I know I really missed my mom when all of this was going on. There’s just something about being sick that makes a girl want her mom. As good as my husband is now taking care of me, believe me he didn’t come out of the box that way. He fixes things and gets frustrated when he encounters a problem he can’t fix…aka me. I think we’ve been together long enough now that we’ve already fought over and negotiated the perils of marriage when one partner is not well.
I had one sister in Rehab, another sister who is so judgemental of everyone, myself included that I think she’s a narcissist. She came to see me one time. It can be very scary being in the hospital. The pancreatitis attacks seemed to be coming more frequent and more painful. As long as I was in my small town hospital I do believe my pain was frequently under treated. That situation always improved when I was transferred to another hospital. I’m not sure why that was, but it did seem like there was a whole other culture in the other hospitals when it comes to pain management.
The medical blogs I’m reading now mostly feel that anyone coming into the ER with pain are drug seeking addicts. I can’t deny that I was drug seeking…of course i was. I was in unbelieveable pain. It wasn’t chronic at that time, just several acute things going on. I will say that I rarely went to the emergency room that didn’t require admission. A huge part of that is that I hate going to the ER or just being in the hospital in general so I would have a tendency to wait and try to treat myself at home, so that by the time I did get there I was really sick.
I remember one time on the med/surg floor seeing other patients walkin in the hallway with their IV poles and they would have one or 2 med bags hanging off their poles, then when I looked up at my own I saw 8 bags of meds. I had a panic attack, it was like “OMG, I’m really sick here.” Fatigue was just kicking my ass and even now I don’t have the energy I used to. I hate the fact that when my youngest daughter looks back on her life, what she’s going to remember about growing up is that her mom was sick all the time.
While I’m on that subject I can’t fail to mention what a wonderful daughter she has been to me. She helped me with the colostomy when I had it and now she pretty much helps me with anything I need her to. My mom had chronic pain and I don’t remember being as patient with her as my daughter is with me. My mom would work all day, put her eight hours in and for the most part when she came home she was in her jammies and was just spent. She always said she had given as much as she could for the day. I would like to tell her that although I didn’t get it then, I surely do now.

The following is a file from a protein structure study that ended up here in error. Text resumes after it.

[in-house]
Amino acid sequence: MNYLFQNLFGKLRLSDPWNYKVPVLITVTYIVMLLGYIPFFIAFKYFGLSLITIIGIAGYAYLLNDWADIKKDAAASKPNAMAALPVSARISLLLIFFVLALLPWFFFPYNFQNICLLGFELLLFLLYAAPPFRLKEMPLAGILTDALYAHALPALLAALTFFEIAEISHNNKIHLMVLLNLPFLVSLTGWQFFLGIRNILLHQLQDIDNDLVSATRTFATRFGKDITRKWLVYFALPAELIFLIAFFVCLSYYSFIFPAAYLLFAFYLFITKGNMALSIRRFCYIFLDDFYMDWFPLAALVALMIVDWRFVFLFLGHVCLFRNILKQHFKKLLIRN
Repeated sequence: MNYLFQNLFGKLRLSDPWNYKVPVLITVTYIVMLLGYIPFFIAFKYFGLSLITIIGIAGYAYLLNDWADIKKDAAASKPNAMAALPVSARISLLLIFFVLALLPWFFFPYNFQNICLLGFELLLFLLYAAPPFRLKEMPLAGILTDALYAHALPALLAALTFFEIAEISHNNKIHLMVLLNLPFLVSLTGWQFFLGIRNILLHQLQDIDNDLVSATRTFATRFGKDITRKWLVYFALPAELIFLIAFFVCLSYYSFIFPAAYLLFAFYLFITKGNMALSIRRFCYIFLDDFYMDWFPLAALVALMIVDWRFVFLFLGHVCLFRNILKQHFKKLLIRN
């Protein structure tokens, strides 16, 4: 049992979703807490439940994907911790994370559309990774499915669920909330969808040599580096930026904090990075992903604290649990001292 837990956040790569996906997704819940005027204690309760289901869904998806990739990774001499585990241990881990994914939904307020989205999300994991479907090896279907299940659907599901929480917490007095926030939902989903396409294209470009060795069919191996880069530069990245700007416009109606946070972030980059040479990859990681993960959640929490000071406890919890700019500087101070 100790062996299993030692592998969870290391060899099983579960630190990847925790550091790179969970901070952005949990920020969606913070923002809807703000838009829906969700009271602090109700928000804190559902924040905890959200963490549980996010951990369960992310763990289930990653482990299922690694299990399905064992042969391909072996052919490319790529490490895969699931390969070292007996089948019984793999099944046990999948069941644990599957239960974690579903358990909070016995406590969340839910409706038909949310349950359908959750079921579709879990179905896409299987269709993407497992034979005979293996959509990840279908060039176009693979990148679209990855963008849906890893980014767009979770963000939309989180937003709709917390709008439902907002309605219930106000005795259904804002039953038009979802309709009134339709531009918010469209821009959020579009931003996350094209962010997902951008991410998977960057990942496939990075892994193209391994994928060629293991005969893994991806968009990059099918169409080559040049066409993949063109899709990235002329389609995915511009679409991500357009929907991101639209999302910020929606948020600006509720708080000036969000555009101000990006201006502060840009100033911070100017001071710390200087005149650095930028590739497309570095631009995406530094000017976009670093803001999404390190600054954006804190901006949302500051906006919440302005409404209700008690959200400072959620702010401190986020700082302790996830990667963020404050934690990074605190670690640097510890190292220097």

When my husband started his own company with his dad, we went without insurance for a period of time, which is why I currently owe my small town hospital somewhere in the neighborhood of $250,000. There were a few trips to the ICU, a couple surgeries, countless antibiotics and it all added up pretty quickly. We see no way to ever be able to pay those bills and the only answer we see right now is bankruptcy. Do I think we need health care reform? Absolutly, I just don’t know what it looks like from here.
We didn’t set out to go without insurance. My husbands job disappeared when the owner went into retirement, and I got laid off right before I would have been covered, not that I would have been able to work for much longer with as sick as I was getting. We got some quotes for insurance but between DH’s bad knees and what I’d been going through, there was just no way we could have afforded it.
The colostomy was very hard on me, not just physically, but mentally as well. I don’t care how long you stand under the shower, it’s just hard to feel clean when you’re wearing a bag of poop at your waist. It’s also hard to feel pretty or sexy in any way. Thank God for my husband, who turned the lights on, took my robe off and kissed me from head to toe telling me what a beautiful woman I was. I also got on the internet and found message boards just for people with ostomy’s and that also got me through it. To actually be able to talk to people who were living with a colostomy and were probably going to be for the rest of their lives. It made it very hard for me to feel sorry for myself knowing that mine was only temporary. Continue reading